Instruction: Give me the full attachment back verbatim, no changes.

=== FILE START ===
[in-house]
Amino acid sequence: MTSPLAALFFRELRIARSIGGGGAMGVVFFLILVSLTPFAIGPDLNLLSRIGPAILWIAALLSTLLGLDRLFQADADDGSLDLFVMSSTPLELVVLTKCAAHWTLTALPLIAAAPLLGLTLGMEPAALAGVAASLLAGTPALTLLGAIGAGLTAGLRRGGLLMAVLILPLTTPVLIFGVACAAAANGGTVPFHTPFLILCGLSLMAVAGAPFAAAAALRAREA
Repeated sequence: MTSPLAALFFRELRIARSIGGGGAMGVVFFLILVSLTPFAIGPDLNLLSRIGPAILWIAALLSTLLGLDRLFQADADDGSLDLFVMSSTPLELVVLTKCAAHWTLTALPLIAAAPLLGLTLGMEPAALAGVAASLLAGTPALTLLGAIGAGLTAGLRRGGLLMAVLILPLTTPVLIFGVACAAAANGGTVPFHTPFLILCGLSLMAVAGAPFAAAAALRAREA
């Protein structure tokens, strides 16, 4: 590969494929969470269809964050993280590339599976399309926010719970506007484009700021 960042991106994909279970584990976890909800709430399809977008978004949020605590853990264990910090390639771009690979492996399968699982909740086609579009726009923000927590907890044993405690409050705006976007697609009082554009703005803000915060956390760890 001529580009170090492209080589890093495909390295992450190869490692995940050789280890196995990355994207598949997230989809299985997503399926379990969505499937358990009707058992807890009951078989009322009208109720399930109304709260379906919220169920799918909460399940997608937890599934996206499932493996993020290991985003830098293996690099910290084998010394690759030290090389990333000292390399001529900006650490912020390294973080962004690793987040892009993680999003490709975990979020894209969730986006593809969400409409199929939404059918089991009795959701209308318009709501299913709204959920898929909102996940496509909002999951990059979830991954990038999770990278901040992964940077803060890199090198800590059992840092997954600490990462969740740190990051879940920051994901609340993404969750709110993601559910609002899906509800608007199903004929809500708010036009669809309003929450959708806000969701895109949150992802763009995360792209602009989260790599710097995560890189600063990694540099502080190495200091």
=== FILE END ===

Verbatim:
[in-house]
Amino acid sequence: MTSPLAALFFRELRIARSIGGGGAMGVVFFLILVSLTPFAIGPDLNLLSRIGPAILWIAALLSTLLGLDRLFQADADDGSLDLFVMSSTPLELVVLTKCAAHWTLTALPLIAAAPLLGLTLGMEPAALAGVAASLLAGTPALTLLGAIGAGLTAGLRRGGLLMAVLILPLTTPVLIFGVACAAAANGGTVPFHTPFLILCGLSLMAVAGAPFAAAAALRAREA
Repeated sequence: MTSPLAALFFRELRIARSIGGGGAMGVVFFLILVSLTPFAIGPDLNLLSRIGPAILWIAALLSTLLGLDRLFQADADDGSLDLFVMSSTPLELVVLTKCAAHWTLTALPLIAAAPLLGLTLGMEPAALAGVAASLLAGTPALTLLGAIGAGLTAGLRRGGLLMAVLILPLTTPVLIFGVACAAAANGGTVPFHTPFLILCGLSLMAVAGAPFAAAAALRAREA
């Protein structure tokens, strides 16, 4: 590969494929969470269809964050993280590339599976399309926010719970506007484009700021 960042991106994909279970584990976890909800709430399809977008978004949020605590853990264990910090390639771009690979492996399968699982909740086609579009726009923000927590907890044993405690409050705006976007697609009082554009703005803000915060956390760890 001529580009170090492209080589890093495909390295992450190869490692995940050789280890196995990355994207598949997230989809299985997503399926379990969505499937358990009707058992807890009951078989009322009208109720399930109304709260379906919220169920799918909460399940997608937890599934996206499932493996993020290991985003830098293996690099910290084998010394690759030290090389990333000292390399001529900006650490912020390294973080962004690793987040892009993680999003490709975990979020894209969730986006593809969400409409199929939404059918089991009795959701209308318009709501299913709204959920898929909102996940496509909002999951990059979830991954990038999770990278901040992964940077803060890199090198800590059992840092997954600490990462969740740190990051879940920051994901609340993404969750709110993601559910609002899906509800608007199903004929809500708010036009669809309003929450959708806000969701895109949150992802763009995360792209602009989260790599710097995560890189600063990694540099502080190495200091």